Machen goes on to state that the cost of the effort to stripe coat is not always warranted. Structures in mild or interior exposure environments may not need the added corrosion protection of a stripe and therefore, the extra cost and effort of stripe coating may not be warranted. However, the cost and extra effort is typically worthwhile when the structure is in immersion service (water or chemicals); is in highly corrosive environments; has a history of pitting corrosion, crevice corrosion, pack rust formation, and rust bleed problems; and/or includes complex configurations such as built-up box or lattice box-type members, complex gusset connections, rivets, nut/bolt assemblies, etc.
When applying stripe coats to blast cleaned steel surfaces the stripe coat is more commonly applied after the full primer coat has been applied. Attempting to apply the stripe coat to blast cleaned steel may result in rust back of the steel surface before the full coat can be applied. However, applying the stripe coat prior to any subsequent full coat typically results in improved appearance of the overall coating system versus applying the stripe coat after the full coat. Applying the stripe coat before the full coat makes it easier to visualize the surfaces being stripe coated, improves localized protection, and is easier to inspect (as noted in photo). Applying the stripe coat after full coats typically necessitates the use of contrasting colors to make the stripe coat visible to applicators and inspectors.
Industry experience has shown that both wet-on-wet and wet-on-dry methods of stripe coat application are used. Wet-on-dry stripe coatsmust typically dry for a certain time-period before the full coat is applied and can involve any coat. The dry times typically conform to the manufacturer’s “Dry-to-Recoat” interval listed on the product data sheet. Wet-on-dry stripe coating is typically a separate and distinct operation that requires more time to apply but allows better visibility for inspection. Wet-on-wet stripe coating typically requires special approval from the manufacturer because the full coat is applied as soon as the stripe coat has released most of its solvent and is still “tacky” to the touch. While wet-on-wet stripe coating is less time-consuming, it requires that inspection be performed during application if the installation of the stripe coat is to be visually verified. Both methods achieve the intended goal, which is the application of extra thickness and assurance of complete coverage on the surfaces being stripe coated.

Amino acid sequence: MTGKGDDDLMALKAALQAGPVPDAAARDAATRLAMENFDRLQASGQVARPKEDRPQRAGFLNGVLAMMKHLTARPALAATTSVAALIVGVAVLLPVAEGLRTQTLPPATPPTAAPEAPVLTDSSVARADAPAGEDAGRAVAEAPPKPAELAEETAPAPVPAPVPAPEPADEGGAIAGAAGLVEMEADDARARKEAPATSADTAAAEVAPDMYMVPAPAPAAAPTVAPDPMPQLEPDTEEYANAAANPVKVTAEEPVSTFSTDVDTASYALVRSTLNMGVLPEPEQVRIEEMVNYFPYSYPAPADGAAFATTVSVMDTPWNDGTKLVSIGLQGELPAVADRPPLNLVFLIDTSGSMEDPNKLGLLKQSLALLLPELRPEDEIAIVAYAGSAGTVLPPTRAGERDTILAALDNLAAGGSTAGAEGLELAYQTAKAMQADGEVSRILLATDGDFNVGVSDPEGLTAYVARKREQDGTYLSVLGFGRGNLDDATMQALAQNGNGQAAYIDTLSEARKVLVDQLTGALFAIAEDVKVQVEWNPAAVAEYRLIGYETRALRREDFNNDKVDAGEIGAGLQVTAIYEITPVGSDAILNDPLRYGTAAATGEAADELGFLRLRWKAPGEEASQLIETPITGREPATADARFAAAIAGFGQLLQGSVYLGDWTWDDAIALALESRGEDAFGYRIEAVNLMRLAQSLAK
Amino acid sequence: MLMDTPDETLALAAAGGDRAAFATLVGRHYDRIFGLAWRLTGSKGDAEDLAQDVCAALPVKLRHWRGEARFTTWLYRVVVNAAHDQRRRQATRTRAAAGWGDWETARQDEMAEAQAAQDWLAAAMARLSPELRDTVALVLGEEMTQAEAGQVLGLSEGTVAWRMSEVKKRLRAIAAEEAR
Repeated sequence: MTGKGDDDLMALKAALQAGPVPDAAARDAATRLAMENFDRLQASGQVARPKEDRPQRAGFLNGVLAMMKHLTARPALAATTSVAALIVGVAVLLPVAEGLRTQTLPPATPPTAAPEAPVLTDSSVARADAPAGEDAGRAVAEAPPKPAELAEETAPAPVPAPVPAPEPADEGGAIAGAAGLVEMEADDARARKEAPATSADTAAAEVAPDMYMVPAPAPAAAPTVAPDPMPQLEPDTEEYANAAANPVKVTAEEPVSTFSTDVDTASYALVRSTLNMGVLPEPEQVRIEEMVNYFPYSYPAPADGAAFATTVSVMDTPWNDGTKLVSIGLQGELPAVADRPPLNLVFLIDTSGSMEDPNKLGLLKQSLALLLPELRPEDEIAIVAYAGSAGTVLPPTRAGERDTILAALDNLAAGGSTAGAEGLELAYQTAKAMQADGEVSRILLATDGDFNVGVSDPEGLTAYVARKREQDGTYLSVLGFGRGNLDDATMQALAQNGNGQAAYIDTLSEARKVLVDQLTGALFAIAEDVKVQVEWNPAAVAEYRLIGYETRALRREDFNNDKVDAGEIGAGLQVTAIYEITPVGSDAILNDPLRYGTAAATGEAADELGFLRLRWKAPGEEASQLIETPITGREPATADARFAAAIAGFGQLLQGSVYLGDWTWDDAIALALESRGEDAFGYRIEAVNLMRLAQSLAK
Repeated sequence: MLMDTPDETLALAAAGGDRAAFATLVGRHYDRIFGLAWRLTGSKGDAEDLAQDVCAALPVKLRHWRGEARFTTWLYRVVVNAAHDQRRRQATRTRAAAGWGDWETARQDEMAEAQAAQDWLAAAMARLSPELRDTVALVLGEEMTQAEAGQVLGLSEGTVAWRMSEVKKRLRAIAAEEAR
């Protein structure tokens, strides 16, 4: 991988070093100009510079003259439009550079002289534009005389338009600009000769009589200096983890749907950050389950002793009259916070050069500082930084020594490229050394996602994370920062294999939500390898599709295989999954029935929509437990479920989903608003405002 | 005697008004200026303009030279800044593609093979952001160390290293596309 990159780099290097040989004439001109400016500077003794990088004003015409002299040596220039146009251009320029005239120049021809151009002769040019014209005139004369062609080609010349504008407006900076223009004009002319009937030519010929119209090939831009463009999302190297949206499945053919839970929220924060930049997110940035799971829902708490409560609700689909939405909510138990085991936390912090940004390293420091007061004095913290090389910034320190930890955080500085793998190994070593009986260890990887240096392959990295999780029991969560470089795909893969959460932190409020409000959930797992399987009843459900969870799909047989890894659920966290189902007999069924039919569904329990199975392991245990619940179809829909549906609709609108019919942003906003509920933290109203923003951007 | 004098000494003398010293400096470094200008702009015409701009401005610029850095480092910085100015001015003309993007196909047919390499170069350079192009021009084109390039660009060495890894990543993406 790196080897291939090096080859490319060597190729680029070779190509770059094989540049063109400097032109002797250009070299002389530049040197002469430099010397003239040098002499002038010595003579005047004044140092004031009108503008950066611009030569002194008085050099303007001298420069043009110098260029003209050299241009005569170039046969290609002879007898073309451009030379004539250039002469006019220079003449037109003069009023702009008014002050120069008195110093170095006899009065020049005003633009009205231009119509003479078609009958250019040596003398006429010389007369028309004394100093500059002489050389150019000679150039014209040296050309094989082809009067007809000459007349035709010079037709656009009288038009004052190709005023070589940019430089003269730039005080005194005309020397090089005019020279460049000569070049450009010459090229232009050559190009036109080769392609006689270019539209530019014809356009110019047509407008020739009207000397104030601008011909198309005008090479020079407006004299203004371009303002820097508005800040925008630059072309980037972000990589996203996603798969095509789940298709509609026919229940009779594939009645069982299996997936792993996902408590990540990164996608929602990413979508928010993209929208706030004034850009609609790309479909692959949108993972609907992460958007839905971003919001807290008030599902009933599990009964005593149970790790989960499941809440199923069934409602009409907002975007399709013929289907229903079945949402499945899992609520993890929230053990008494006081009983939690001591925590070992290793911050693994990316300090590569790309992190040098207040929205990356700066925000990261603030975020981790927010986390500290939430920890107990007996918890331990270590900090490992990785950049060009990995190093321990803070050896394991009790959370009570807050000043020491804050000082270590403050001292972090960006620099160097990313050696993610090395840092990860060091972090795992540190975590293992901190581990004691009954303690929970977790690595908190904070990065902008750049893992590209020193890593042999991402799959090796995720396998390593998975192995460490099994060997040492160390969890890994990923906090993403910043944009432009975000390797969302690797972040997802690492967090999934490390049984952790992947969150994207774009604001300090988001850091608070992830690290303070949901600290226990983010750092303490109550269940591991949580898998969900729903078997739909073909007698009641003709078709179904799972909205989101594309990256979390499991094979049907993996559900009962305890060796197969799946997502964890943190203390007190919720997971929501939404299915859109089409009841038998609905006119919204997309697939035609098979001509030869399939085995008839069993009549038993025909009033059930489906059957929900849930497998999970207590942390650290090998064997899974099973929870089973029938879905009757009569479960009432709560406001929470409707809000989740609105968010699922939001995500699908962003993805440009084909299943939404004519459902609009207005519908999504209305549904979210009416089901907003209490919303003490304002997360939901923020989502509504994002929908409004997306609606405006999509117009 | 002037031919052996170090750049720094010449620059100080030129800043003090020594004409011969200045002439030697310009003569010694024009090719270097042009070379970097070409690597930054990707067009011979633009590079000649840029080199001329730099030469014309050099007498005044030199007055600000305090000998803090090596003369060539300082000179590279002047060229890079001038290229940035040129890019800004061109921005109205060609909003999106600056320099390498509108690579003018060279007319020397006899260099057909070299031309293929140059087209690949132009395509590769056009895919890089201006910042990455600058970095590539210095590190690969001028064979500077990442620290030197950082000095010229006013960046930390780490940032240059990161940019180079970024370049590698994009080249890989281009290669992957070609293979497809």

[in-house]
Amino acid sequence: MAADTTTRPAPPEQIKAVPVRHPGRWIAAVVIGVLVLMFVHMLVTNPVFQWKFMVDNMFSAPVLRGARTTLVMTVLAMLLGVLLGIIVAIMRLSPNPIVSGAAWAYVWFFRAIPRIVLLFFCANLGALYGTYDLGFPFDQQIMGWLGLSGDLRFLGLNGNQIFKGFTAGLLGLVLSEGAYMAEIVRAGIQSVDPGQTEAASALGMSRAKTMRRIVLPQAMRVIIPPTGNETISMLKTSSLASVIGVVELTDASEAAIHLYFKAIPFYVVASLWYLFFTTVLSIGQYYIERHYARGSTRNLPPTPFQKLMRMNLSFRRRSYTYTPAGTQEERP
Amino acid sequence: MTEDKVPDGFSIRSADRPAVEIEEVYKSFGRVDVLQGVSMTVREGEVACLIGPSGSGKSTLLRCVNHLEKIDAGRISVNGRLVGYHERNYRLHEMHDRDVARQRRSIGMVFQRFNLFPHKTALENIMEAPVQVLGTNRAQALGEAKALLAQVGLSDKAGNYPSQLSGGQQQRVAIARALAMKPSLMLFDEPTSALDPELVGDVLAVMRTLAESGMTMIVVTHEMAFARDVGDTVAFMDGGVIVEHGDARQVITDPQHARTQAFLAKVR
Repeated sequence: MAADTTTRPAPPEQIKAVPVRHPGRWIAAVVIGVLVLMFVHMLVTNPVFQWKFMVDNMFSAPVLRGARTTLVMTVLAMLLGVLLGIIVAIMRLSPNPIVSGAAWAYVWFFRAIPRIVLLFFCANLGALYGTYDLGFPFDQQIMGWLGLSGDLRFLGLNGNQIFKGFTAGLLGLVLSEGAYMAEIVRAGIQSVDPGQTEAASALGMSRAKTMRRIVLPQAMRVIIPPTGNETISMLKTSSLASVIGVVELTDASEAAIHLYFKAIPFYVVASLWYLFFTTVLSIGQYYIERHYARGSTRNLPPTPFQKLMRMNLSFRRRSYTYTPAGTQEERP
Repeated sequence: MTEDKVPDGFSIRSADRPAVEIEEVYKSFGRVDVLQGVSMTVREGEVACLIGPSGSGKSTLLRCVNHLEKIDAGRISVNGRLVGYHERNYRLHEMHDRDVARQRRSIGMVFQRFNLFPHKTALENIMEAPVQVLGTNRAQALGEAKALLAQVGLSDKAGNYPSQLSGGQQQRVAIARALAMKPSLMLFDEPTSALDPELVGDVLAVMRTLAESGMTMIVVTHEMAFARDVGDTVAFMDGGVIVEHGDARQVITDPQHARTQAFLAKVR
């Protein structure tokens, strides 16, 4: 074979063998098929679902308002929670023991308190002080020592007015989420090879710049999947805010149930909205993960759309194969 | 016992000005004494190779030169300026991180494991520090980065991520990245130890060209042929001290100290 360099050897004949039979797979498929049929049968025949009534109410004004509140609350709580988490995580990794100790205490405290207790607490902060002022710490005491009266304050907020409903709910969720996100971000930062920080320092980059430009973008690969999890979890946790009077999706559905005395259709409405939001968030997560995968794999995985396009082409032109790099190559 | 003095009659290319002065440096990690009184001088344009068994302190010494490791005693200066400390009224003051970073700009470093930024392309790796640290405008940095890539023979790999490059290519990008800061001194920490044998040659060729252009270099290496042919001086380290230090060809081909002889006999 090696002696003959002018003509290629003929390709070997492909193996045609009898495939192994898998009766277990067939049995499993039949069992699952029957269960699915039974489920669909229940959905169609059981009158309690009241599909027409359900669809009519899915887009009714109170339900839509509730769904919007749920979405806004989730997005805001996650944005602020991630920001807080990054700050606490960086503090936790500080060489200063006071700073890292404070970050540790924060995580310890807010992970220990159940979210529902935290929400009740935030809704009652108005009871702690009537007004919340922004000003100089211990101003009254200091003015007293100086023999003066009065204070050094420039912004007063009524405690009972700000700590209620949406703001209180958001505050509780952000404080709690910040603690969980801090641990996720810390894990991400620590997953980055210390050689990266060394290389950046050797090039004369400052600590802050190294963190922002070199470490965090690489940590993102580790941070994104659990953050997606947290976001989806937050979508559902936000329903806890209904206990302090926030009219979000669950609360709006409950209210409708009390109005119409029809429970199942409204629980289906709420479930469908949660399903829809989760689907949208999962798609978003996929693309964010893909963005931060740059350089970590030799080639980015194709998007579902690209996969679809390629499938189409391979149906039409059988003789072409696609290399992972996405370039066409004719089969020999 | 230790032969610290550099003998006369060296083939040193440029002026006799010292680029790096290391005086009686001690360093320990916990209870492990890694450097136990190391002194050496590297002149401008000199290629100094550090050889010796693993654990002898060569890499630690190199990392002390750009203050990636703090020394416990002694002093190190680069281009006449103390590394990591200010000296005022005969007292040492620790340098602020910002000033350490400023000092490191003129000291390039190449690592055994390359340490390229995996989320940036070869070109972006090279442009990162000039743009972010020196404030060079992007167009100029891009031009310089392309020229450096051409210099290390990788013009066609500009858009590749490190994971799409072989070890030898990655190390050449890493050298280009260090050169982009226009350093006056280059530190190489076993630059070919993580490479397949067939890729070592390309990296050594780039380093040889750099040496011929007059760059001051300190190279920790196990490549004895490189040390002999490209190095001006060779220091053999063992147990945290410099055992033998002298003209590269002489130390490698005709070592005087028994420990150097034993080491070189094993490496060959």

A landmark, three-phase study commissioned by the National Steel Bridge Alliance (NSBA) in 1999 concluded that grinding of the corners (edges) in the shop, for the purpose of improving the surfaces for coating coverage and ultimately corrosion protection, is unnecessary when employing ethyl silicate inorganic zinc-rich primer systems with a minimum zinc loading of 83%. Limited testing of organic zinc-rich coatings (two epoxy zinc-rich and one urethane zinc-rich) with minimal zinc loading of 84% used in Phase 3 indicated that minimal corner (edge) preparation (breaking the corner) generates a surface that provides sufficient coating performance. However, the study did not consider all manufacturers and edge retention properties can be formulation-driven. Therefore, coating manufacturer’s instructions and specification requirements should always be followed.
A revised version of SSPC Painting Application Guide 11, Protecting Edges, Crevices, and Irregular Steel Geometries by Stripe Coating (in ballot at the time this article was published) discusses the technique called “stripe coating” or “striping” as a way of providing extra corrosion protection measures on edges, outside corners, crevices, bolt heads, welds, and other irregular steel geometries, including optional pre-surface preparation techniques for sharp edges to improve coating performance. Appendix A contains recommendations and sample language to assist the specification writer in addressing corrosion protection of Edges, Crevices, and Irregular Steel Geometries, and Appendix B contains representative photographs of configurations/geometries that may benefit from stripe coating.
Most industrial structures contain edges (and other complex geometries) that are difficult to protect and are often the first to reveal signs of deterioration. While design of new structures may consider minimizing edges to the extent feasible, older structures frequently contain many edges that must be addressed during maintenance painting work, and one simply cannot eliminate edges. Proper treatment of edges can include grinding to relieve the corner, followed by abrasive blast cleaning that further treats the edge; stripe coating to achieve a greater barrier between the prepared steel and the service environment; or a combination of methods. SSPC Paint Application Guide No. 11 is an excellent resource for specification writers to determine the best route to address edge treatment for both new construction and rehabilitation work.
 MIL-PRF-23236 (latest edition); Coating System for Ship Structures. Washington Navy Yard, DC: Naval Sea Systems Command, available online at http://assist.daps.dla.mil/quicksearch
 Edge/Corner Preparation of Steel Members and its Effect on Zinc Rich Primer Performance available from https://www.aisc.org/globalassets/nsba/technical-documents/edge-corner-preparation-of-steel-members-and-its-effect-on-zinc-rich-primer-performance.pdf